Den franske ambassadøren i Kabul, Bernard Bajolet, ga en avskjedssammenkomst og benyttet anledningen til å ta bladet fra munnen. Mye står på spill i Afghanistan og det er ikke sikkert Vesten vil få igjen for sin investering.
Det snakkes mye om at afghanerne skal ta over og at de er i stand til det. Men for det første er ikke afghanerne suverene. De er for avhengige av utenlandsk hjelp, og de bør se å sette sitt hus i orden, sa Bajolet. Verden vil i det lange løp ikke finansiere et korrupt land som er verdens største heroinprodusent.
“We should be lucid: a country that depends almost entirely on the international community for the salaries of its soldiers and policemen, for most of its investments and partly on it for its current civil expenditure, cannot be really independent.”
At his farewell party, Mr. Bajolet wound up his realpolitik with a brisk analysis of what Afghanistan’s government needed to do: cut corruption, which discourages investment, deal with drugs and become fiscally self-reliant. It must increase its revenues instead of letting politicians divert them, he said.
Several diplomats in the room could be seen nodding as he said that drugs caused “more casualties than terrorism” in Russia, Europe and the Balkans and that Western governments would be hard-put to make the case for continued spending on Afghanistan if it remains the world’s largest heroin supplier.
That the Afghan project is on thin ice and that, collectively, the West was responsible for a chunk of what went wrong, though much of the rest the Afghans were responsible for. That the West had done a good job of fighting terrorism, but that most of that was done on Pakistani soil, not on the Afghan side of the border. And that without fundamental changes in how Afghanistan did business, the Afghan government, and by extension the West’s investment in it, would come to little.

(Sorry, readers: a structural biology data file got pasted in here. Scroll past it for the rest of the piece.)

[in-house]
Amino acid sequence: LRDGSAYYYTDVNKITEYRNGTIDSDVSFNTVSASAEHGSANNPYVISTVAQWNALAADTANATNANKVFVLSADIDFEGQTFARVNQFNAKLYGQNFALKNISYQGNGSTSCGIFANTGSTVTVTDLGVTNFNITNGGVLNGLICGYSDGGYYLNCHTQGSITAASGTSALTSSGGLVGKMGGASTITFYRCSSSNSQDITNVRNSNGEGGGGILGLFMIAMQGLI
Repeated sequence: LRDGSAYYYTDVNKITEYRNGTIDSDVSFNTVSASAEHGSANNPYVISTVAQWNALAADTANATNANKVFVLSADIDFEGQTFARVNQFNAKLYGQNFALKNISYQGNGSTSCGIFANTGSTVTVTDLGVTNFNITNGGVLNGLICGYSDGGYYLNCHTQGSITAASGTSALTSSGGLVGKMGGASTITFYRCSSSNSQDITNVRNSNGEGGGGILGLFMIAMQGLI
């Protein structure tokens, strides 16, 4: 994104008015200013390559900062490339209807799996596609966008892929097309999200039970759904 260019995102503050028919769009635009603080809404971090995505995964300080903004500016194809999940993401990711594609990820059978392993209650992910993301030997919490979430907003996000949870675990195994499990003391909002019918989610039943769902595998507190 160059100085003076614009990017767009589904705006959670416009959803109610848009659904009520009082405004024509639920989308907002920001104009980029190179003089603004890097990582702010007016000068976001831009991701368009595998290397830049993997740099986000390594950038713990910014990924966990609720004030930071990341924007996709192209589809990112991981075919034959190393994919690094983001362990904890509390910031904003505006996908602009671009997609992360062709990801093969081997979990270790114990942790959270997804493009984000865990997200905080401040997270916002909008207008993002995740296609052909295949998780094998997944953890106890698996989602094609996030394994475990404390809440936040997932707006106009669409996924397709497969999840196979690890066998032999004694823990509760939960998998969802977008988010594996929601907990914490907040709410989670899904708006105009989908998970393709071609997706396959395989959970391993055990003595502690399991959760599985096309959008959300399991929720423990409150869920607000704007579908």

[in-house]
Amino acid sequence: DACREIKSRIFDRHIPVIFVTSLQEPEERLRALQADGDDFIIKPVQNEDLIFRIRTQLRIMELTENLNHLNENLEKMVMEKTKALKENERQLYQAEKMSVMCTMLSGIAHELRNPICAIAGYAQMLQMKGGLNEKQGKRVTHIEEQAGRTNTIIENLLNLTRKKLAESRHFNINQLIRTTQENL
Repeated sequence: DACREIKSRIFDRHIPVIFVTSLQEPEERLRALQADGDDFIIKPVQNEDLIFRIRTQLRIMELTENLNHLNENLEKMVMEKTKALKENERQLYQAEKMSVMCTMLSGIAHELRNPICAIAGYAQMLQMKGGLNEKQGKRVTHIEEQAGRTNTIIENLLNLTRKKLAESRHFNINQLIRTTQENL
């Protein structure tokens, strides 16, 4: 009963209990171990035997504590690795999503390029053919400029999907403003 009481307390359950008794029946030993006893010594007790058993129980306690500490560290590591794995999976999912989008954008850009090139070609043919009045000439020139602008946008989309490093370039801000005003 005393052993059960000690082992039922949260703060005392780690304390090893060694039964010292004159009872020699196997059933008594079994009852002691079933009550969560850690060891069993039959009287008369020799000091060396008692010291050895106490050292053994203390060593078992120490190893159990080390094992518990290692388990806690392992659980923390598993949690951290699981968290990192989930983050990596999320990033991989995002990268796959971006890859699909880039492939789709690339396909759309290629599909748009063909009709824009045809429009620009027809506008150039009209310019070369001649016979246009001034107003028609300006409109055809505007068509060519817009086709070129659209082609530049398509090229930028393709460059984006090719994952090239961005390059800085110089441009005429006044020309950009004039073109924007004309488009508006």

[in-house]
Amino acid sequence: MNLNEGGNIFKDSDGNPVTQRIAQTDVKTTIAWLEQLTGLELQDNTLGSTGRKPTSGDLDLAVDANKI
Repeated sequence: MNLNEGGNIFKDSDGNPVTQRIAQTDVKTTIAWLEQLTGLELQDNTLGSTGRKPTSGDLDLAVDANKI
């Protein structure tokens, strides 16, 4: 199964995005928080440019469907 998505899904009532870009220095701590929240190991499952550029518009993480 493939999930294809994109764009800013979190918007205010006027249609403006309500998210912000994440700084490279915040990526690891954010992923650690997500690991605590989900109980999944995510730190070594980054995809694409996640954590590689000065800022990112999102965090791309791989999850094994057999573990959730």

His tone was neither shrill nor reproachful. It was matter-of-fact.
“I still cannot understand how we, the international community, and the Afghan government have managed to arrive at a situation in which everything is coming together in 2014 — elections, new president, economic transition, military transition and all this — whereas the negotiations for the peace process have not really started,” Mr. Bajolet said in his opening comments.
He was echoing a point shared privately by other diplomats, that 2014 was likely to be “a perfect storm” of political and military upheaval coinciding with the formal close of the NATO combat mission in Afghanistan.
As for the success of the fight on the ground, which American leaders routinely describe now as being “Afghan-led,” Mr. Bajolet sounded dubious. “We do not have enough distance to make an objective assessment,” he said, “but in any case, I think it crucial that the Afghan highest leadership take more visible and obvious ownership for their army.”
Bajolet drar hjem for å bli leder for Frankrikes utenlandsetterretning: Direction Génerale de la Sécurité Extérieure